13. 13. 106 JOURNAL OF DIVORCE & REMARRIAGE and according to this study these supports need to be both in and outside the family. Questions to pursue could include: How does a stepmother’s social network affect her level of stress and coping? What is the rela- tionship between religiosity and coping ability? Is this different from church activity? Do formal stepfamily support groups reduce tension and dissolution among stepfamilies? Are certain therapeutic approaches more appropriate for stepfamilies than others? How does the relation- ship between the biological mother and the family influence the step- mother’s ability to cope or feel successful? Nearly all of the stepmothers acknowledged the significance of communication in supporting them in the stepparenting role. This Downloaded By: [University Nevada Reno] At: 03:16 19 March 2010 supports other research that indicates that healthy communication in stepfamilies is a crucial factor in promoting stepfamily stability and sat- isfaction (Grinwald, 1995). Family researchers should continue to ex- amine how couples and stepchildren use communication to clarify their roles, manage conflict and problem solve. This could include explora- tion of how character traits, attitudes, and attributes affect the com- munication that occurs in stepfamilies (Peterson & Seligman, 2004). For example, do higher levels of patience or commitment to the mar- riage translate into less conflictual interactions? Are better skilled communicators also those with more positive attitudes and attributes? While research has linked marital happiness to positive stepfamily adjustment certain aspects of marital quality have not been discussed in examining stepmother families. For example, what is the importance of spending time together as a couple? How can being friends in the mari- tal relationship promote security? What are the benefits of having shared values between spouses? How does marital commitment affect stepparent/stepchild interactions? Also, the same questions we explored here could also be used to explore stepfather families. Implications for Practitioners This study adds credence to the previous literature that suggests that stepmothers experience more difficulty than do stepfathers in adapting to their role (e.g., Visher & Visher, 1979). Practitioners who read this literature can better understand these difficulties from an insider’s per- spective. For example, research that emphasizes stepmother resources and coping skills can help counter the tendency that some professionals have to focus on deficits (Coleman et al., 2000). Also, understanding the ambiguous nature of stepmother roles can help practitioners give ade- quate attention to the systemic complexity and diversity of stepfamilies.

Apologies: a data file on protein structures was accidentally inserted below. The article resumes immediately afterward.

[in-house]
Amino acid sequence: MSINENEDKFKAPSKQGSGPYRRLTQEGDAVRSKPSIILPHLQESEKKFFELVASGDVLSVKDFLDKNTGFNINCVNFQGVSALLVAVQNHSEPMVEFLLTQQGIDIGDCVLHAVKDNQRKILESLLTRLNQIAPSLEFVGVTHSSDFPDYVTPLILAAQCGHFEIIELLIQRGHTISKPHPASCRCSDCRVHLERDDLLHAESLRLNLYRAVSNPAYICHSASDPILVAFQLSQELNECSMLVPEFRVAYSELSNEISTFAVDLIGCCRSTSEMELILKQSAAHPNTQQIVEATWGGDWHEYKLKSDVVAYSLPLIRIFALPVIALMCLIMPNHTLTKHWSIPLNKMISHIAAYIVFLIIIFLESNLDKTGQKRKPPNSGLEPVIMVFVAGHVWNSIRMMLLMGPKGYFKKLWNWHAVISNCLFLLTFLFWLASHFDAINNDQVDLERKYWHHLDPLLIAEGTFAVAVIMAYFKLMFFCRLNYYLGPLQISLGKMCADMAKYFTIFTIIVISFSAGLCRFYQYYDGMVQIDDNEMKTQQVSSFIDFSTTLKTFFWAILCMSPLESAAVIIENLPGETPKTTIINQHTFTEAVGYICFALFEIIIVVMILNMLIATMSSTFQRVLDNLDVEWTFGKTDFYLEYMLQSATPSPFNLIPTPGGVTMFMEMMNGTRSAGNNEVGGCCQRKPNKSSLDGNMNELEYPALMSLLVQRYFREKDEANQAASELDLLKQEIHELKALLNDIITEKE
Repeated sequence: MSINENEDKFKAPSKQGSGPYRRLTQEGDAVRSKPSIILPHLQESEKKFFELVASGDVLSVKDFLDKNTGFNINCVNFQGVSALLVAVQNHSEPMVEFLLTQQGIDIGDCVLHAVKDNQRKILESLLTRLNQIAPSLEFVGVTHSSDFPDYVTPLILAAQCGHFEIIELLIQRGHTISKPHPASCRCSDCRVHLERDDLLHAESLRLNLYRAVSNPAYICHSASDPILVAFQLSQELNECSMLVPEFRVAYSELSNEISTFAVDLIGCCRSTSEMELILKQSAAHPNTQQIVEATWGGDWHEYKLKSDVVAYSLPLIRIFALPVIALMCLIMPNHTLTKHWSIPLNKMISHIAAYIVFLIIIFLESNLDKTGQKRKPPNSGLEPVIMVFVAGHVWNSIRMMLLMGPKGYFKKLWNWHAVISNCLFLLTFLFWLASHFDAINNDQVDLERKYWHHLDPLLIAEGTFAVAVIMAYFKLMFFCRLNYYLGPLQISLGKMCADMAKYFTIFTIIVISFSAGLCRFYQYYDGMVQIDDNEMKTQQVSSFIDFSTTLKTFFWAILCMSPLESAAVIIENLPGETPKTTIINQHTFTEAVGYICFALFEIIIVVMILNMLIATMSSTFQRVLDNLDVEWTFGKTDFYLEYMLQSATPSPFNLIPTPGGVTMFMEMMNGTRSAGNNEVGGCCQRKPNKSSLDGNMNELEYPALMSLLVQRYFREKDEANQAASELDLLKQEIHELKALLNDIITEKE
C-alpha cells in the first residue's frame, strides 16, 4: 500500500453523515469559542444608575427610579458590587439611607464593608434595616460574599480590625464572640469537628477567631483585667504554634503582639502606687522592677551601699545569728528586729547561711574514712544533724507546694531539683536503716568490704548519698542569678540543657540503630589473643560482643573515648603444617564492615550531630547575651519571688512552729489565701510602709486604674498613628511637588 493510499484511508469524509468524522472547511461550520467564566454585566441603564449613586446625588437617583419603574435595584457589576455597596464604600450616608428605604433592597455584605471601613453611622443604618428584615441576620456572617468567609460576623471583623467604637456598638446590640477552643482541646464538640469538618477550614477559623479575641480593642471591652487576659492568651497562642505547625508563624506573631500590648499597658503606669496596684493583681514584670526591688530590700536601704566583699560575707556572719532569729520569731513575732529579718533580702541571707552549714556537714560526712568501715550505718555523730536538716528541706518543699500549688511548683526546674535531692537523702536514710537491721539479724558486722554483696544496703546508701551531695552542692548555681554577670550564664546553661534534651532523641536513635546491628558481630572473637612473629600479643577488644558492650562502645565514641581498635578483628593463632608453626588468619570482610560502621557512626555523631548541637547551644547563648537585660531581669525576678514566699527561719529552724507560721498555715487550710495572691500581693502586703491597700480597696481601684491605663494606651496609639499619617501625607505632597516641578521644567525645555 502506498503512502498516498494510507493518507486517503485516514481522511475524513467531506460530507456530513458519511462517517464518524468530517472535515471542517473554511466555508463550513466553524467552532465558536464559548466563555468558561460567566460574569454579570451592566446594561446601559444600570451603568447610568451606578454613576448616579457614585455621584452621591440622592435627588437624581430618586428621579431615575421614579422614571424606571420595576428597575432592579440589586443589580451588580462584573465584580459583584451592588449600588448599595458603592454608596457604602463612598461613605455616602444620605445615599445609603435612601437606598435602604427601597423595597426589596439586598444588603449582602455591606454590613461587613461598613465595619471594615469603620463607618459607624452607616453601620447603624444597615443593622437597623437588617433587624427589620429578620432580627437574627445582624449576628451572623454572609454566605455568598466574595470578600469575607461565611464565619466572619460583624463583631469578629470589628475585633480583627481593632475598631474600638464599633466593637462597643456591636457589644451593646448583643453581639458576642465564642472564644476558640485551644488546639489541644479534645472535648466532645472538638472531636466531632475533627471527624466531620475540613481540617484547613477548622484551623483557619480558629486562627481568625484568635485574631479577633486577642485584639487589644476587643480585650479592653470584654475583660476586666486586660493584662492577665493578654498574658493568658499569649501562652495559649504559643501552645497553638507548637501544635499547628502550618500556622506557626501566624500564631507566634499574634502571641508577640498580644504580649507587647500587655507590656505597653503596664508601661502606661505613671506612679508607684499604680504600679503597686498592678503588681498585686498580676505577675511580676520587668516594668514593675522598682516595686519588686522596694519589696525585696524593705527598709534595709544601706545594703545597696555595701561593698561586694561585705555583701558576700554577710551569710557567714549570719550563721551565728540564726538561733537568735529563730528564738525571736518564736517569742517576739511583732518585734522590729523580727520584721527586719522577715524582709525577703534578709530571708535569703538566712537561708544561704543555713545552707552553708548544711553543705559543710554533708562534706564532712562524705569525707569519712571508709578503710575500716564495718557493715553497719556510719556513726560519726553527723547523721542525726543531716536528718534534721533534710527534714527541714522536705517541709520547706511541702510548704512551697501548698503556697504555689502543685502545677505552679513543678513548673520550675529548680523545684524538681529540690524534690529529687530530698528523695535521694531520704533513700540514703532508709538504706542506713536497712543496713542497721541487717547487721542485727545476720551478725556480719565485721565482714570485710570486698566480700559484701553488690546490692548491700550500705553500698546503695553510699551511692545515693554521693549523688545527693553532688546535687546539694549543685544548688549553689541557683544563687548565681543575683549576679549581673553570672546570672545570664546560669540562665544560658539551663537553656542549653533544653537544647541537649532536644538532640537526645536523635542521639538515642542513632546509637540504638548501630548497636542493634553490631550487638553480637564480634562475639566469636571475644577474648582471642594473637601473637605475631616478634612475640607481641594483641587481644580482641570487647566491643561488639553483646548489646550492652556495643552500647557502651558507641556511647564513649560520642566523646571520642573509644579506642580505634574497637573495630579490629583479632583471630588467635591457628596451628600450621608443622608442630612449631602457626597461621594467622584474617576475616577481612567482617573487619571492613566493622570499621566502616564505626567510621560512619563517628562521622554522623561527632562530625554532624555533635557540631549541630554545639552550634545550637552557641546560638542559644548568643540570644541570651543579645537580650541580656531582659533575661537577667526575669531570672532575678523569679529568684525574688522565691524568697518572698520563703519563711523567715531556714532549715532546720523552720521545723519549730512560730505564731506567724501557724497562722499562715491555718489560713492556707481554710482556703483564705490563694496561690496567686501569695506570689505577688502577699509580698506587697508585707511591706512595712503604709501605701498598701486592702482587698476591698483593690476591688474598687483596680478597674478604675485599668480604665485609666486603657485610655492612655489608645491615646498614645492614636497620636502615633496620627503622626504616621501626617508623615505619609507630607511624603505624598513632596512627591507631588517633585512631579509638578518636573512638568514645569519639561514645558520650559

14. 14. Whiting et al. 107 For example, research suggests that it takes 5 to 7 years for a family to sta- bilize following a remarriage (Cherlin & Furstenberg, 1994; Papenow, 1988; Visher & Visher, 1990). A practitioner could help normalize the challenges during this stabilization period, and offer supports in the form of skills or resources. These mothers had a lot to say about the importance of communica- tion, which implies that this could be a helpful area for a practitioner to attend to. Other scholarship suggested that skills without virtues or positive attributes are insufficient (e.g., Fowers, 2001; Peterson & Selegman, 2004), and it would be helpful for communications training Downloaded By: [University Nevada Reno] At: 03:16 19 March 2010 to include not only skill development, but also attention to personal atti- tudes and attributes. Better communications training could be incorpo- rated into practitioner workshops, support groups, or family therapy for stepfamilies. LIMITATIONS AND CONCLUSIONS Although the information provided by the participants was rich and multi-dimensional, it is unlikely that all stepmothers’ experiences would fit these descriptions. Although this deep-but-not-broad quality is inherent to ethnographic research, it is important to remember that an- other group of mothers would have shared variations on these themes, and that the emergent content is created in interaction with the research- ers. Future research could explore these questions with a more diverse sample of stepmothers, which could help determine if these findings can be generalized to other populations of stepmother families. Another challenge is that the definition of successful was self-determined by those who chose to participate in the study. This left a broad interpreta- tion of successful which was difficult to operationalize and measure. Despite the limitations, the findings of this study add useful informa- tion to those who are interested in better understanding the experiences of stepmothers, either from a personal or professional role. These moth- ers’ experiences suggest that despite challenges, there are many ways for stepmothers to find success and thrive in the step-parenting role. Given that many people both now and in the future will find themselves in stepmother families, it is important to continue to learn more about the unique challenges and resources that they have.